Pevsner never had any practical political involvement, never belonged to any political party. However, he had deep-rooted ideas on national spirit, Germany, art, society, the artist’s role in society, all of which had political implications. As an adolescent he held vague right-wing views, loosely centred on Thomas Mann’s Reflections of a Non-political Man. His creed was partly a reaction against his mother’s liberalism but it was also a means of expressing his emotional response to the art of the German Middle Ages - spiritual fervour within a framework of responsibility and discipline.
He was then strongly influenced by his Leipzig tutor, Wilhelm Pinder, a passionate German nationalist. Pinder saw German art as the core of Western culture and wanted to see Germany as the political hub of Europe, with a society shaped by the ideals of the Middle Ages. Pinder would become a member of the Nazi party and broadcast for the regime. Elements in Pevsner’s thinking, too, could be perverted into some of the tenets of Nazism: reverence for Germanness, revulsion from the mess and disorder of the Weimar republic, dislike of materialism and, above all, his belief that artists should be servants of their times and communities.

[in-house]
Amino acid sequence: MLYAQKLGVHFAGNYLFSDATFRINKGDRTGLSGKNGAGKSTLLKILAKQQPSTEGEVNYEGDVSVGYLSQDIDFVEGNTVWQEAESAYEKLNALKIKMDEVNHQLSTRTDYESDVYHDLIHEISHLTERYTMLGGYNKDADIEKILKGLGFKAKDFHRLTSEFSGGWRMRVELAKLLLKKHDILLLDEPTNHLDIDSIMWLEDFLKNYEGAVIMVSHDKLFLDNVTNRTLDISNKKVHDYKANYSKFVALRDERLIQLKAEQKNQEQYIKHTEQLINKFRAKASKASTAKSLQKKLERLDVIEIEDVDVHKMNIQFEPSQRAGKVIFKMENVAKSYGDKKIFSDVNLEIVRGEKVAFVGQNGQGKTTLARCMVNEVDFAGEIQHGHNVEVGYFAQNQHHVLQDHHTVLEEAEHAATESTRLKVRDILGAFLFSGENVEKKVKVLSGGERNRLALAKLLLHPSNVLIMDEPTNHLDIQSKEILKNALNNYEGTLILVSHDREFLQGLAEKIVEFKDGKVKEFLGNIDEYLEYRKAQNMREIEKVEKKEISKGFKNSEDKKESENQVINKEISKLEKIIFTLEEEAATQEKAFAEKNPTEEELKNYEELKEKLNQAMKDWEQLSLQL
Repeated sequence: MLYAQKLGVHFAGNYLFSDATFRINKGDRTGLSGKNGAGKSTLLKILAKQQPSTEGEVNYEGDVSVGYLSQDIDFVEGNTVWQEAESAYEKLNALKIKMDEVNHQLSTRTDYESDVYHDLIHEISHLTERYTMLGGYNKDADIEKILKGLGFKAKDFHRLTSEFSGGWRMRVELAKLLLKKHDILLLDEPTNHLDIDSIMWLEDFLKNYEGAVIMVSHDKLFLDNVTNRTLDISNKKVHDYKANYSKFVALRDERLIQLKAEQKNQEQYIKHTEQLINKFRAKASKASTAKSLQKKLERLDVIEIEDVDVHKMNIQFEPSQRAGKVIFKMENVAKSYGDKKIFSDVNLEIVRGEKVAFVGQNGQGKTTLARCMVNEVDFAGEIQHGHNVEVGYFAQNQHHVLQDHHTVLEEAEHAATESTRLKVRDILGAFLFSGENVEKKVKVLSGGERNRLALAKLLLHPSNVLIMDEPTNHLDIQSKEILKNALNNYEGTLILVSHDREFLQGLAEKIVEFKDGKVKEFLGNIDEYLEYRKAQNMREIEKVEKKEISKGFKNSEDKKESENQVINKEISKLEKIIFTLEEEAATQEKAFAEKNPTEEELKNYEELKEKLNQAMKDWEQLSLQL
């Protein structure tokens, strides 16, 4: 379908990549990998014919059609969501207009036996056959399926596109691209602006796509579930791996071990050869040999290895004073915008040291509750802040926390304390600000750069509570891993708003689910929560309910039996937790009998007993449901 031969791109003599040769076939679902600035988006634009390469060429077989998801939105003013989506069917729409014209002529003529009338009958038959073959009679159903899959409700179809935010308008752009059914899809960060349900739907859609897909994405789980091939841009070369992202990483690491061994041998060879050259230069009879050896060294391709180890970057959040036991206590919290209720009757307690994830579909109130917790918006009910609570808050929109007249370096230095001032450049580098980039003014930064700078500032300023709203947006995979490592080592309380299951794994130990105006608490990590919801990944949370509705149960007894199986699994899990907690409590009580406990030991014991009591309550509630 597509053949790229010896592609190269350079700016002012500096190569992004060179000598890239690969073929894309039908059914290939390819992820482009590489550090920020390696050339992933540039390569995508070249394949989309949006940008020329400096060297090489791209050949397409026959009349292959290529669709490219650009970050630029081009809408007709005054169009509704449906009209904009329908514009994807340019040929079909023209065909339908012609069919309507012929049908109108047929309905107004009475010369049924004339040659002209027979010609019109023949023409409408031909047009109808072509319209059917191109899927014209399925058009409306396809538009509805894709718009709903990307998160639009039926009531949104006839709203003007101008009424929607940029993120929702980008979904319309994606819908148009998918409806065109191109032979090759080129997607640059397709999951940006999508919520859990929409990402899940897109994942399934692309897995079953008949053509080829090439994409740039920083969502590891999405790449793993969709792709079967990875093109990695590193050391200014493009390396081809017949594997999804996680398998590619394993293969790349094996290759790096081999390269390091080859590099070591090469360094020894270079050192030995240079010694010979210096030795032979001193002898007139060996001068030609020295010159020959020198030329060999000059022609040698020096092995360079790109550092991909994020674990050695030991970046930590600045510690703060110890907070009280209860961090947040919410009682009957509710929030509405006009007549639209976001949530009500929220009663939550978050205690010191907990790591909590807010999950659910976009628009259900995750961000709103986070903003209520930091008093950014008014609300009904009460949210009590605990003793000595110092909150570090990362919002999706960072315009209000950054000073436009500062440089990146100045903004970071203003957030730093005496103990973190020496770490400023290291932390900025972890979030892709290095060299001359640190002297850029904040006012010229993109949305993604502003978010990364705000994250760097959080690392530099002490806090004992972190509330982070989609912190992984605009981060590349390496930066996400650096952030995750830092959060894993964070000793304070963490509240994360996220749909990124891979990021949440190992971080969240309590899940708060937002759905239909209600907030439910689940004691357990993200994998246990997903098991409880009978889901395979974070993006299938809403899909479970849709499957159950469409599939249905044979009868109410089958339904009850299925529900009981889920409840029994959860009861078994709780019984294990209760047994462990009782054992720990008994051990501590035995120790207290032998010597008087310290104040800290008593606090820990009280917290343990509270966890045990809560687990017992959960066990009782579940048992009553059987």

In the early 1930s in Göttingen Pevsner engaged in what he called ‘culture-politics’, possibly trying to secure a place within the Nazi art establishment, or perhaps aiming to promote his own ideas by lodging them in a Nazi context. Either way, he failed. Having been forced from his job, in his first uncertain years in England he was still inclined to defend the regime. But as its philistinism and repressiveness became clearer his sympathy was reduced to a personal loyalty to Pinder, to whom he would persist in dedicating his Academies of Art as late as 1940.
This was despite the fact that he himself had been denounced by the Nazis for ‘art Bolshevism’ and included in their ‘Black Book’ listing enemies of the regime, to be seized when England was invaded. Pevsner may have been involved in smuggling dissidents out of Germany. He certainly wrote pieces denouncing Nazi art and architecture, and he was among the first to be employed by the Ministry of Information in London to write anti-Nazi propaganda aimed at Germans in Britain.